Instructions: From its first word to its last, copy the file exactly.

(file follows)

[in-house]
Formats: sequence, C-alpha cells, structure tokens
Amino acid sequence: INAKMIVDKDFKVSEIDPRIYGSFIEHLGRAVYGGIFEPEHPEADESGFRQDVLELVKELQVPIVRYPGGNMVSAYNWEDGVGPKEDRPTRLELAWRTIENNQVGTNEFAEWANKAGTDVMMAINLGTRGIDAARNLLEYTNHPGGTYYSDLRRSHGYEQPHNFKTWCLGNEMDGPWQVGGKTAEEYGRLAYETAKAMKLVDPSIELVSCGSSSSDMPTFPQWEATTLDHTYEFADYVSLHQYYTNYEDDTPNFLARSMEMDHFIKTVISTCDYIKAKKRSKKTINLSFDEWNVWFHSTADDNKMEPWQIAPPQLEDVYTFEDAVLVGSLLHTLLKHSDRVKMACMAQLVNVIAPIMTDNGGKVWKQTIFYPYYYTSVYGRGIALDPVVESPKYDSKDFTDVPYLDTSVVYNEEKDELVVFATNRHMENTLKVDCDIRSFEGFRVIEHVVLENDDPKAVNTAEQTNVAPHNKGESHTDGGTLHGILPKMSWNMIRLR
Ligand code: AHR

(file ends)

[in-house]
Formats: sequence, C-alpha cells, structure tokens
Amino acid sequence: INAKMIVDKDFKVSEIDPRIYGSFIEHLGRAVYGGIFEPEHPEADESGFRQDVLELVKELQVPIVRYPGGNMVSAYNWEDGVGPKEDRPTRLELAWRTIENNQVGTNEFAEWANKAGTDVMMAINLGTRGIDAARNLLEYTNHPGGTYYSDLRRSHGYEQPHNFKTWCLGNEMDGPWQVGGKTAEEYGRLAYETAKAMKLVDPSIELVSCGSSSSDMPTFPQWEATTLDHTYEFADYVSLHQYYTNYEDDTPNFLARSMEMDHFIKTVISTCDYIKAKKRSKKTINLSFDEWNVWFHSTADDNKMEPWQIAPPQLEDVYTFEDAVLVGSLLHTLLKHSDRVKMACMAQLVNVIAPIMTDNGGKVWKQTIFYPYYYTSVYGRGIALDPVVESPKYDSKDFTDVPYLDTSVVYNEEKDELVVFATNRHMENTLKVDCDIRSFEGFRVIEHVVLENDDPKAVNTAEQTNVAPHNKGESHTDGGTLHGILPKMSWNMIRLR
Ligand code: AHR